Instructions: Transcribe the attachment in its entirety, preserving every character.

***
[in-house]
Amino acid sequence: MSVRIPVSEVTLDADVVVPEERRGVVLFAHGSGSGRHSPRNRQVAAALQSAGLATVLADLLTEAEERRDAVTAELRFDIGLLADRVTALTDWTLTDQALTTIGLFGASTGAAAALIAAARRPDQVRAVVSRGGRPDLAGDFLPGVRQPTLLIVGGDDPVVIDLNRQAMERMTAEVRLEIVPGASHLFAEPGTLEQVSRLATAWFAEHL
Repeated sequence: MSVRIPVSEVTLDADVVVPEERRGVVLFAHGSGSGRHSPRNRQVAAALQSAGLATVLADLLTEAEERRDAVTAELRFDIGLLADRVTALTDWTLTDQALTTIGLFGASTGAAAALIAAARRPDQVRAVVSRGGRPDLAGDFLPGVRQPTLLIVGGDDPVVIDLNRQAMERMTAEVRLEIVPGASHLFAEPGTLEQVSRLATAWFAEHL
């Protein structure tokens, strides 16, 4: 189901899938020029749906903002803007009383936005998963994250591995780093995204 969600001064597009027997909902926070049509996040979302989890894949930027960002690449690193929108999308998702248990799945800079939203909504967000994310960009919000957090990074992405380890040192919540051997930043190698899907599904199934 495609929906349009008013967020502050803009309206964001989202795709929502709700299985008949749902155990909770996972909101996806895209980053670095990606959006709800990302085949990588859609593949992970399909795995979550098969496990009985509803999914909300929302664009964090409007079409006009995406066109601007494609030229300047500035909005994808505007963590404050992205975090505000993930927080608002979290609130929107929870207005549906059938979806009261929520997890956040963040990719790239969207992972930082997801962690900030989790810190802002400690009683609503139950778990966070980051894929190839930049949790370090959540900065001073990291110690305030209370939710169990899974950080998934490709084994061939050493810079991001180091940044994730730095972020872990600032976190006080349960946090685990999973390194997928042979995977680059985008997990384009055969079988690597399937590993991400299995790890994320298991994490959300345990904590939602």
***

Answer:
[in-house]
Amino acid sequence: MSVRIPVSEVTLDADVVVPEERRGVVLFAHGSGSGRHSPRNRQVAAALQSAGLATVLADLLTEAEERRDAVTAELRFDIGLLADRVTALTDWTLTDQALTTIGLFGASTGAAAALIAAARRPDQVRAVVSRGGRPDLAGDFLPGVRQPTLLIVGGDDPVVIDLNRQAMERMTAEVRLEIVPGASHLFAEPGTLEQVSRLATAWFAEHL
Repeated sequence: MSVRIPVSEVTLDADVVVPEERRGVVLFAHGSGSGRHSPRNRQVAAALQSAGLATVLADLLTEAEERRDAVTAELRFDIGLLADRVTALTDWTLTDQALTTIGLFGASTGAAAALIAAARRPDQVRAVVSRGGRPDLAGDFLPGVRQPTLLIVGGDDPVVIDLNRQAMERMTAEVRLEIVPGASHLFAEPGTLEQVSRLATAWFAEHL
């Protein structure tokens, strides 16, 4: 189901899938020029749906903002803007009383936005998963994250591995780093995204 969600001064597009027997909902926070049509996040979302989890894949930027960002690449690193929108999308998702248990799945800079939203909504967000994310960009919000957090990074992405380890040192919540051997930043190698899907599904199934 495609929906349009008013967020502050803009309206964001989202795709929502709700299985008949749902155990909770996972909101996806895209980053670095990606959006709800990302085949990588859609593949992970399909795995979550098969496990009985509803999914909300929302664009964090409007079409006009995406066109601007494609030229300047500035909005994808505007963590404050992205975090505000993930927080608002979290609130929107929870207005549906059938979806009261929520997890956040963040990719790239969207992972930082997801962690900030989790810190802002400690009683609503139950778990966070980051894929190839930049949790370090959540900065001073990291110690305030209370939710169990899974950080998934490709084994061939050493810079991001180091940044994730730095972020872990600032976190006080349960946090685990999973390194997928042979995977680059985008997990384009055969079988690597399937590993991400299995790890994320298991994490959300345990904590939602």